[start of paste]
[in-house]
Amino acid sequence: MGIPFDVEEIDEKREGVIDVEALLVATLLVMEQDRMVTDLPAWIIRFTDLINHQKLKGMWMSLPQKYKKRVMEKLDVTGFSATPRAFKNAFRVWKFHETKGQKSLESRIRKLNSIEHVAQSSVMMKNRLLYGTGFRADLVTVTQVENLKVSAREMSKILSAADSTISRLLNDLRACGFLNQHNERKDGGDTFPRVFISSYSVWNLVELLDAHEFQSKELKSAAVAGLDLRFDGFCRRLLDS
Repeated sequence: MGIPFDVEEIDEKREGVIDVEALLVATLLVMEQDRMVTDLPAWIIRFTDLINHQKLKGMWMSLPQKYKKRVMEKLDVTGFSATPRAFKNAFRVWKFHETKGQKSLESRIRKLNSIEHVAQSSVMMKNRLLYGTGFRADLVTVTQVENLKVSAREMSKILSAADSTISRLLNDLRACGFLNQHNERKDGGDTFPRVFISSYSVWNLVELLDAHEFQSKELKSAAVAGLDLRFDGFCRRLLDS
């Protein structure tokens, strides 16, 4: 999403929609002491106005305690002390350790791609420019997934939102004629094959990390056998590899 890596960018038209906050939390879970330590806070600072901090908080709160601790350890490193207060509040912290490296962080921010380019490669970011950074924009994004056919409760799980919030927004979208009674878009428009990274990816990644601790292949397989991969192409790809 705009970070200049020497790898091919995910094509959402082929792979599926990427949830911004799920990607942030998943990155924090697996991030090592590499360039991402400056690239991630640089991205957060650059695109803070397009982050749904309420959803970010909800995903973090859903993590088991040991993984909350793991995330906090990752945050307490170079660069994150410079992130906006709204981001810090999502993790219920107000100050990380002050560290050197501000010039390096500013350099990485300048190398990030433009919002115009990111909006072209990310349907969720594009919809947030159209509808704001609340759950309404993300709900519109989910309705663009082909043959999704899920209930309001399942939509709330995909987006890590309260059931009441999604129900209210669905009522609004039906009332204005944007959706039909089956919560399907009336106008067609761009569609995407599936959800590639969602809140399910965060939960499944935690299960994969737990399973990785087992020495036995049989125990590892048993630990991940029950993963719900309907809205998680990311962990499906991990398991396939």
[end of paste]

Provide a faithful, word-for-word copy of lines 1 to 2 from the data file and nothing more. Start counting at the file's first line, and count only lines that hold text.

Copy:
[in-house]
Amino acid sequence: MGIPFDVEEIDEKREGVIDVEALLVATLLVMEQDRMVTDLPAWIIRFTDLINHQKLKGMWMSLPQKYKKRVMEKLDVTGFSATPRAFKNAFRVWKFHETKGQKSLESRIRKLNSIEHVAQSSVMMKNRLLYGTGFRADLVTVTQVENLKVSAREMSKILSAADSTISRLLNDLRACGFLNQHNERKDGGDTFPRVFISSYSVWNLVELLDAHEFQSKELKSAAVAGLDLRFDGFCRRLLDS